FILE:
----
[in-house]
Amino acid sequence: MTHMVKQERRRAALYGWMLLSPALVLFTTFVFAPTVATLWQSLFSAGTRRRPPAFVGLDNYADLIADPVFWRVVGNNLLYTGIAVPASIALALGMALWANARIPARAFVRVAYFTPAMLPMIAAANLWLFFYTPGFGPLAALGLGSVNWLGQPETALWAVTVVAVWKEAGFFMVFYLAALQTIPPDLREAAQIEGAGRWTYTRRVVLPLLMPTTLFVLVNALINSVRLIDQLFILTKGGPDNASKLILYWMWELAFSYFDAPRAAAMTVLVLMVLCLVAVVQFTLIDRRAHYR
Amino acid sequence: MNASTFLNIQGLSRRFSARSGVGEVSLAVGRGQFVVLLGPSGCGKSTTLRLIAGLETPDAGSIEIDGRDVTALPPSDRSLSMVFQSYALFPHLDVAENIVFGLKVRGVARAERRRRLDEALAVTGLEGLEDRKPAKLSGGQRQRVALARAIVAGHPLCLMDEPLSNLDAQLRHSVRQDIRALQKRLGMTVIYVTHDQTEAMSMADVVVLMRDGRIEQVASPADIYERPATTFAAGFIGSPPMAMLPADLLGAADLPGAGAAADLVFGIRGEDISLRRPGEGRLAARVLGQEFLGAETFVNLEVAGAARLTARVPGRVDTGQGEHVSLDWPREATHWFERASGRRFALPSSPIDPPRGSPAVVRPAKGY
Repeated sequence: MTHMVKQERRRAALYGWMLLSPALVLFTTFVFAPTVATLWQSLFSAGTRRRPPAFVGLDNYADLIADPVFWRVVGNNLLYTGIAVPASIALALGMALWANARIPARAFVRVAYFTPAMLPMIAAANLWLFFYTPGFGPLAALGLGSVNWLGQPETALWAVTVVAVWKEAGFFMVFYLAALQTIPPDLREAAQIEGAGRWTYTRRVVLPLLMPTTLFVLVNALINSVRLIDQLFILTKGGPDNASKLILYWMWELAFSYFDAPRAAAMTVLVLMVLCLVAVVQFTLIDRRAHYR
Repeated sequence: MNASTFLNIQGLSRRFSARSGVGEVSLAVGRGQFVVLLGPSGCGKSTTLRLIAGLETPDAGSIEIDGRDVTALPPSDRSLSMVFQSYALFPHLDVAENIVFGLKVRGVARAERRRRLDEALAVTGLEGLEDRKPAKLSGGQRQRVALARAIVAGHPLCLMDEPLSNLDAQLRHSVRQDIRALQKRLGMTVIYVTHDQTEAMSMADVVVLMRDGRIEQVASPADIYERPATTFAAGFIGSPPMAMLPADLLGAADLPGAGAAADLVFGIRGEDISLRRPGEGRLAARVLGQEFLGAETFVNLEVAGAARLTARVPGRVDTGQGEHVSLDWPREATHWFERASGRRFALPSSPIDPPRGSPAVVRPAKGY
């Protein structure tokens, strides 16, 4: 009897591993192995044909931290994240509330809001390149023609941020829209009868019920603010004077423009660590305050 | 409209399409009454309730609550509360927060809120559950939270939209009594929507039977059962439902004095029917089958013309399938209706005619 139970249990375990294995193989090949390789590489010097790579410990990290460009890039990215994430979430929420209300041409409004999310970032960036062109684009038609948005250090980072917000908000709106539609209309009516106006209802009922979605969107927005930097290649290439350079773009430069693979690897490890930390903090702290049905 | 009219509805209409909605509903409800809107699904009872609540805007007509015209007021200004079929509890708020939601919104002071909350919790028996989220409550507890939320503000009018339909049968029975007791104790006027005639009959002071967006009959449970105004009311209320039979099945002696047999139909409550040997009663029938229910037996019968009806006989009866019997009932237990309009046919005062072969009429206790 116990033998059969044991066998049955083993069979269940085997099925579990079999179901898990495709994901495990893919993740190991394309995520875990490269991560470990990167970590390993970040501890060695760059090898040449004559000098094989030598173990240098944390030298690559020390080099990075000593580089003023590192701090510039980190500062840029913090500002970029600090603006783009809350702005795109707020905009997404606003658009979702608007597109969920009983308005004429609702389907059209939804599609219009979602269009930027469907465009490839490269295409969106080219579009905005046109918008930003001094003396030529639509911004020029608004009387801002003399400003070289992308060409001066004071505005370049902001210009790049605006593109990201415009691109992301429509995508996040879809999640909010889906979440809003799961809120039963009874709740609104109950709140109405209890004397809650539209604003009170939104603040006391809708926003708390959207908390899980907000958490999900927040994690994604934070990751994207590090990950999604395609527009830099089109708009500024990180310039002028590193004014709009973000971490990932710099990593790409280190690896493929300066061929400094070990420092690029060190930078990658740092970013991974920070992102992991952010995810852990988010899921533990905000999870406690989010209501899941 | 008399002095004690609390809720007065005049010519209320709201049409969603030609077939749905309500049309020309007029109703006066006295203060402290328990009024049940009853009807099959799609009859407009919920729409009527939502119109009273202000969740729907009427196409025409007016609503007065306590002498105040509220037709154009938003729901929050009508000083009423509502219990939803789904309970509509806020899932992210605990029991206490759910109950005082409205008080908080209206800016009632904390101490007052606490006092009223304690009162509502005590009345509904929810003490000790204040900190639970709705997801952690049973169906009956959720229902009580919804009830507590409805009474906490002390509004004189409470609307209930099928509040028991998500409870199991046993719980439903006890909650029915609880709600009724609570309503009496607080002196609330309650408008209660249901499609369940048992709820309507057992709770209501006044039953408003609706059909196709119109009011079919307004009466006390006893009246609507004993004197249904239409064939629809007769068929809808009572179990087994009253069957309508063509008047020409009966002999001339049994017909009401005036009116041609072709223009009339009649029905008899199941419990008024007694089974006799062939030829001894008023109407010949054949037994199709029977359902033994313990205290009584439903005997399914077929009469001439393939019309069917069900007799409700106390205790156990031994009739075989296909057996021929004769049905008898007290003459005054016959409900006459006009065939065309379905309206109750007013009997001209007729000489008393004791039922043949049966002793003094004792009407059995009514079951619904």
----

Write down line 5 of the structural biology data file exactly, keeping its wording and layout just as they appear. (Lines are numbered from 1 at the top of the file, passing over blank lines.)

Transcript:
Repeated sequence: MNASTFLNIQGLSRRFSARSGVGEVSLAVGRGQFVVLLGPSGCGKSTTLRLIAGLETPDAGSIEIDGRDVTALPPSDRSLSMVFQSYALFPHLDVAENIVFGLKVRGVARAERRRRLDEALAVTGLEGLEDRKPAKLSGGQRQRVALARAIVAGHPLCLMDEPLSNLDAQLRHSVRQDIRALQKRLGMTVIYVTHDQTEAMSMADVVVLMRDGRIEQVASPADIYERPATTFAAGFIGSPPMAMLPADLLGAADLPGAGAAADLVFGIRGEDISLRRPGEGRLAARVLGQEFLGAETFVNLEVAGAARLTARVPGRVDTGQGEHVSLDWPREATHWFERASGRRFALPSSPIDPPRGSPAVVRPAKGY